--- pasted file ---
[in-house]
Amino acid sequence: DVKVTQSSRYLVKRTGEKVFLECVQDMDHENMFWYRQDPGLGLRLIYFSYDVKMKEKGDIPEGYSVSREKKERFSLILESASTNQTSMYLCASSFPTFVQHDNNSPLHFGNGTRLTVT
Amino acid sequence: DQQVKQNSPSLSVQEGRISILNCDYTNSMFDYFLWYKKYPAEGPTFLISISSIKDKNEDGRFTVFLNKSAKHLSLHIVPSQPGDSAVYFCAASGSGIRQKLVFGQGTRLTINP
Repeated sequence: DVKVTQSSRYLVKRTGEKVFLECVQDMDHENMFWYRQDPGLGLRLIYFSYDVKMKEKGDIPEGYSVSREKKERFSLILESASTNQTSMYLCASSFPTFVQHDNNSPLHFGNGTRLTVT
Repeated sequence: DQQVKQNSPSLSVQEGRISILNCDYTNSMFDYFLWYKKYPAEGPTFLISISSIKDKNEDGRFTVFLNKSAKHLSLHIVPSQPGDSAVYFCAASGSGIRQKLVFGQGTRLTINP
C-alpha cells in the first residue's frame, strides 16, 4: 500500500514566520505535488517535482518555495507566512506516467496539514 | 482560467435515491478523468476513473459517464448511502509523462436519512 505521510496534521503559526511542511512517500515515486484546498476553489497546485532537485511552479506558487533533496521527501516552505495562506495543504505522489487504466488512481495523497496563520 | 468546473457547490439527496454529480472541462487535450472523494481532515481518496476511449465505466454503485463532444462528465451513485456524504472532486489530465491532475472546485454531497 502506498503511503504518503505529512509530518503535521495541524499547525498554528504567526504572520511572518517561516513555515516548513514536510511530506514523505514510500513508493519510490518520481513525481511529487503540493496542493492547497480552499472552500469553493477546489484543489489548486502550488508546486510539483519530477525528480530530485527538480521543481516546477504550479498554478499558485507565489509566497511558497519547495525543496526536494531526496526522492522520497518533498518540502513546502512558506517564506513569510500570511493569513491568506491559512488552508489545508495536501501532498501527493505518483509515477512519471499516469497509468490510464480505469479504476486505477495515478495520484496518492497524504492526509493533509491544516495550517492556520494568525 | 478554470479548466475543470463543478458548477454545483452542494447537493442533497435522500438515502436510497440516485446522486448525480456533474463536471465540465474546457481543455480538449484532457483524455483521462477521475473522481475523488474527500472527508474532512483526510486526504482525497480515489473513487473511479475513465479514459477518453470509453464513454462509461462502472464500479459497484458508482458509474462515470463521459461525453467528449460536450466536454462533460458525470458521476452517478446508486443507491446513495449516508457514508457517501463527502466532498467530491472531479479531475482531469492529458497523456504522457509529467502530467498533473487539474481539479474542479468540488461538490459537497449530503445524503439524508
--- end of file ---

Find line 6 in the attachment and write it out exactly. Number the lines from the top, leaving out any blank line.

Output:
C-alpha cells in the first residue's frame, strides 16, 4: 500500500514566520505535488517535482518555495507566512506516467496539514 | 482560467435515491478523468476513473459517464448511502509523462436519512 505521510496534521503559526511542511512517500515515486484546498476553489497546485532537485511552479506558487533533496521527501516552505495562506495543504505522489487504466488512481495523497496563520 | 468546473457547490439527496454529480472541462487535450472523494481532515481518496476511449465505466454503485463532444462528465451513485456524504472532486489530465491532475472546485454531497 502506498503511503504518503505529512509530518503535521495541524499547525498554528504567526504572520511572518517561516513555515516548513514536510511530506514523505514510500513508493519510490518520481513525481511529487503540493496542493492547497480552499472552500469553493477546489484543489489548486502550488508546486510539483519530477525528480530530485527538480521543481516546477504550479498554478499558485507565489509566497511558497519547495525543496526536494531526496526522492522520497518533498518540502513546502512558506517564506513569510500570511493569513491568506491559512488552508489545508495536501501532498501527493505518483509515477512519471499516469497509468490510464480505469479504476486505477495515478495520484496518492497524504492526509493533509491544516495550517492556520494568525 | 478554470479548466475543470463543478458548477454545483452542494447537493442533497435522500438515502436510497440516485446522486448525480456533474463536471465540465474546457481543455480538449484532457483524455483521462477521475473522481475523488474527500472527508474532512483526510486526504482525497480515489473513487473511479475513465479514459477518453470509453464513454462509461462502472464500479459497484458508482458509474462515470463521459461525453467528449460536450466536454462533460458525470458521476452517478446508486443507491446513495449516508457514508457517501463527502466532498467530491472531479479531475482531469492529458497523456504522457509529467502530467498533473487539474481539479474542479468540488461538490459537497449530503445524503439524508